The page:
Melting ice has caused icebergs to break off and pose a risk to navigation, but in Antarctica, geopolitics is partially frozen.
Rising temperatures are opening up the Arctic to trade routes and to competition between countries for future control of its subsoil riches. In Antarctica, with lower temperatures and slower melting, what lies beneath the white mantle is not an ocean, but a continent far from shipping lanes and the direct interests of major powers. There are reasons why major international actors prefer to keep any claims about the South Pole on the fridge.
ARTICLE / Alona Sainetska [English version].
Antarctica is a continent with mountain ranges and lakes, surrounded by an ocean and with a total area of 14 million square kilometres. Because of its location at opposite poles, Antarctica is often compared to the ice mass of the Arctic Ocean, which is instead a sea ice surrounded by land. In those northern parts of Eurasia and America, north of the Arctic Circle parallel, about 4 million people live. In contrast, Antarctica, with its average temperature of -49°C, is absolutely uninhabitable and is today considered a natural sanctuary that attracts the attention of many countries in the international community.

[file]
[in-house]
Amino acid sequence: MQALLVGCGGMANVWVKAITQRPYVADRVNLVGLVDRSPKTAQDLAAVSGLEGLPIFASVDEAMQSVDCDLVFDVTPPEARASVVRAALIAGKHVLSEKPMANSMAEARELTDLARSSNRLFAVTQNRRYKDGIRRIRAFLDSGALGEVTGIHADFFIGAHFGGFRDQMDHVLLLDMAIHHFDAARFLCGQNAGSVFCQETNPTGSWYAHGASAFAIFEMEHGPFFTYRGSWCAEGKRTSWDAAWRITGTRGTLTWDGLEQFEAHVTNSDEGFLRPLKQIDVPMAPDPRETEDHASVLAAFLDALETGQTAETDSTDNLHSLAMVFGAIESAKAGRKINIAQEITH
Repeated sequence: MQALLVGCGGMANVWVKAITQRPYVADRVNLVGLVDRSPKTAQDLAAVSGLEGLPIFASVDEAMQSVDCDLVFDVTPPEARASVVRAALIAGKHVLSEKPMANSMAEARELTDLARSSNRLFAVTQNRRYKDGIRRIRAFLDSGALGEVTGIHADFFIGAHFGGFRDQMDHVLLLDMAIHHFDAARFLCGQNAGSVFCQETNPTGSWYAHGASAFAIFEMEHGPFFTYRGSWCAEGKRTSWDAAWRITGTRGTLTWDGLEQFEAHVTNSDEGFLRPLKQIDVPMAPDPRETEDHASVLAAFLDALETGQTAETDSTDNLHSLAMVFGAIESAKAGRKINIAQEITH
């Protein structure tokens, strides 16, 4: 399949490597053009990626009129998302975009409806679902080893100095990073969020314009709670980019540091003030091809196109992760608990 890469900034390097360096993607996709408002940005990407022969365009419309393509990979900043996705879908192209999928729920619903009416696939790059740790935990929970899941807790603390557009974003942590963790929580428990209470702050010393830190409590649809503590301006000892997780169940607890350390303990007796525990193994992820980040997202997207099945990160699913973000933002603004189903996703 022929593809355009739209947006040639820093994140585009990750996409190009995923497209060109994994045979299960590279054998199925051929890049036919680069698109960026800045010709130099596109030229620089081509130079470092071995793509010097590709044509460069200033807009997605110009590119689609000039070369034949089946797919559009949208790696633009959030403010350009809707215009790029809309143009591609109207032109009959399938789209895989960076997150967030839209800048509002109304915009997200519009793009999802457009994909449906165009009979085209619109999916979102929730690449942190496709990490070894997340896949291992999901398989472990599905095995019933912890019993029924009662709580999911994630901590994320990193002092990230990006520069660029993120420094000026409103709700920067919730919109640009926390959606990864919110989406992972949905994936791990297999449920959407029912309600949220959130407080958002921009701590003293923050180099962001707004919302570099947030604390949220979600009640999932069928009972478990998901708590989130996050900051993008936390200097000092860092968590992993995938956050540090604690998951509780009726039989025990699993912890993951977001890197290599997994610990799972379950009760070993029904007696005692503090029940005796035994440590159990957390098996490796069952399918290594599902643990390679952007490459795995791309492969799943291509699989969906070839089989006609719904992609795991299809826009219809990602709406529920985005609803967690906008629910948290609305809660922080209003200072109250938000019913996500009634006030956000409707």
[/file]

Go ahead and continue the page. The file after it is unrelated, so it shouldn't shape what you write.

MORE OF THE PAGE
Despite not presenting, at first sight, significant elements of conflict in the global system as a whole, the sovereignty of its territory has never been free of disputes and territorial claims by countries such as the United Kingdom, Australia, New Zealand, Norway, France, Argentina and Chile. Although later left at Fail, the claims of these countries did not interfere with each other, except in the case of Argentina and Chile, whose claims were over land with higher concentrations of Antarctic shrimp or krill and which had already been claimed in whole or in part by England.
The interests of the aforementioned countries and also those of the non-claimant superpowers, such as the United States and the USSR, which showed little desire to turn both the continent and the maritime space into an object of political-military confrontation, coincided in a transcendental way on this issue. This fact greatly facilitated negotiations on the future legal status of "the frozen continent".